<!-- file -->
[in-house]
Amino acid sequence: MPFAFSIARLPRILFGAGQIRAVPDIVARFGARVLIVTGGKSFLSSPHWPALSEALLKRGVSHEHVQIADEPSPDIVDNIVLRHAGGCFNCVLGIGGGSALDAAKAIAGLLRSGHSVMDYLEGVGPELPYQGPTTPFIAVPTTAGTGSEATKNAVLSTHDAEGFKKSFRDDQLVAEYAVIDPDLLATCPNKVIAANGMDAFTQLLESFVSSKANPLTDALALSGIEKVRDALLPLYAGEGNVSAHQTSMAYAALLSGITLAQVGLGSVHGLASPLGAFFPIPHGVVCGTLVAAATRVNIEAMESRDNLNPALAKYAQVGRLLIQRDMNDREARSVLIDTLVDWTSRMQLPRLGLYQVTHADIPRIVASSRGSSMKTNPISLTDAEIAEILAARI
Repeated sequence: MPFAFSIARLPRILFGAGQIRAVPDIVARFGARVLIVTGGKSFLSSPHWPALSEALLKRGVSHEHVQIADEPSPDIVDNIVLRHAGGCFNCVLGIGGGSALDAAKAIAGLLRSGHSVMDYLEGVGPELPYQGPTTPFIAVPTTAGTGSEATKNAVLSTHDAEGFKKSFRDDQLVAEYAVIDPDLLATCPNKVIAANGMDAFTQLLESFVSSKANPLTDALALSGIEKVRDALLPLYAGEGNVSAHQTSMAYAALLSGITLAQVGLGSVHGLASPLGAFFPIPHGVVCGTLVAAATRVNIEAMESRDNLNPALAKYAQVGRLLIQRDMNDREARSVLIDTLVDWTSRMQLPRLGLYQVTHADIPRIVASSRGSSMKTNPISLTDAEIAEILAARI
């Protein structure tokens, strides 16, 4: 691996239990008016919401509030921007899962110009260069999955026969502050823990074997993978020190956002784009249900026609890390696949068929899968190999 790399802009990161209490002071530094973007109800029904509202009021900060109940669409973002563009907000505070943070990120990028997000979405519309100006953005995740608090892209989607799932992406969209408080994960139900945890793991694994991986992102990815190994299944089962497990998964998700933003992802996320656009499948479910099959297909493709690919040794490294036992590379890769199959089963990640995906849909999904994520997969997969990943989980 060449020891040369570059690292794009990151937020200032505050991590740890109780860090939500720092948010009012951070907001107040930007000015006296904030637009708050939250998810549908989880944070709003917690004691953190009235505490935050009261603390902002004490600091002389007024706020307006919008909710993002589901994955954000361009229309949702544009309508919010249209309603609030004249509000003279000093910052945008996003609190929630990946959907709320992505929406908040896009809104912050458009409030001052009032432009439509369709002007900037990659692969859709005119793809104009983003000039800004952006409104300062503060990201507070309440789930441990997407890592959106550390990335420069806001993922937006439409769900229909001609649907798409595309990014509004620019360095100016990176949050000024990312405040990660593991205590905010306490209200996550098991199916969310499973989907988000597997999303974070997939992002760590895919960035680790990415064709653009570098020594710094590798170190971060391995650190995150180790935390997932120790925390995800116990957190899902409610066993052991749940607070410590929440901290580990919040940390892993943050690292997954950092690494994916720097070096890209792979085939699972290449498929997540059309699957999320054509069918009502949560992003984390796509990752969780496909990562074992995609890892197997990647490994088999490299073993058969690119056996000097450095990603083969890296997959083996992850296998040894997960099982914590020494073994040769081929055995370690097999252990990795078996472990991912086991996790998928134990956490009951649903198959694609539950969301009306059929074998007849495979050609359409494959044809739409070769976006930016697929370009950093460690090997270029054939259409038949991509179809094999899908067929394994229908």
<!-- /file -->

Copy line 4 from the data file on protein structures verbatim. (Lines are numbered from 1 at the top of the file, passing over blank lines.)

């Protein structure tokens, strides 16, 4: 691996239990008016919401509030921007899962110009260069999955026969502050823990074997993978020190956002784009249900026609890390696949068929899968190999 790399802009990161209490002071530094973007109800029904509202009021900060109940669409973002563009907000505070943070990120990028997000979405519309100006953005995740608090892209989607799932992406969209408080994960139900945890793991694994991986992102990815190994299944089962497990998964998700933003992802996320656009499948479910099959297909493709690919040794490294036992590379890769199959089963990640995906849909999904994520997969997969990943989980 060449020891040369570059690292794009990151937020200032505050991590740890109780860090939500720092948010009012951070907001107040930007000015006296904030637009708050939250998810549908989880944070709003917690004691953190009235505490935050009261603390902002004490600091002389007024706020307006919008909710993002589901994955954000361009229309949702544009309508919010249209309603609030004249509000003279000093910052945008996003609190929630990946959907709320992505929406908040896009809104912050458009409030001052009032432009439509369709002007900037990659692969859709005119793809104009983003000039800004952006409104300062503060990201507070309440789930441990997407890592959106550390990335420069806001993922937006439409769900229909001609649907798409595309990014509004620019360095100016990176949050000024990312405040990660593991205590905010306490209200996550098991199916969310499973989907988000597997999303974070997939992002760590895919960035680790990415064709653009570098020594710094590798170190971060391995650190995150180790935390997932120790925390995800116990957190899902409610066993052991749940607070410590929440901290580990919040940390892993943050690292997954950092690494994916720097070096890209792979085939699972290449498929997540059309699957999320054509069918009502949560992003984390796509990752969780496909990562074992995609890892197997990647490994088999490299073993058969690119056996000097450095990603083969890296997959083996992850296998040894997960099982914590020494073994040769081929055995370690097999252990990795078996472990991912086991996790998928134990956490009951649903198959694609539950969301009306059929074998007849495979050609359409494959044809739409070769976006930016697929370009950093460690090997270029054939259409038949991509179809094999899908067929394994229908």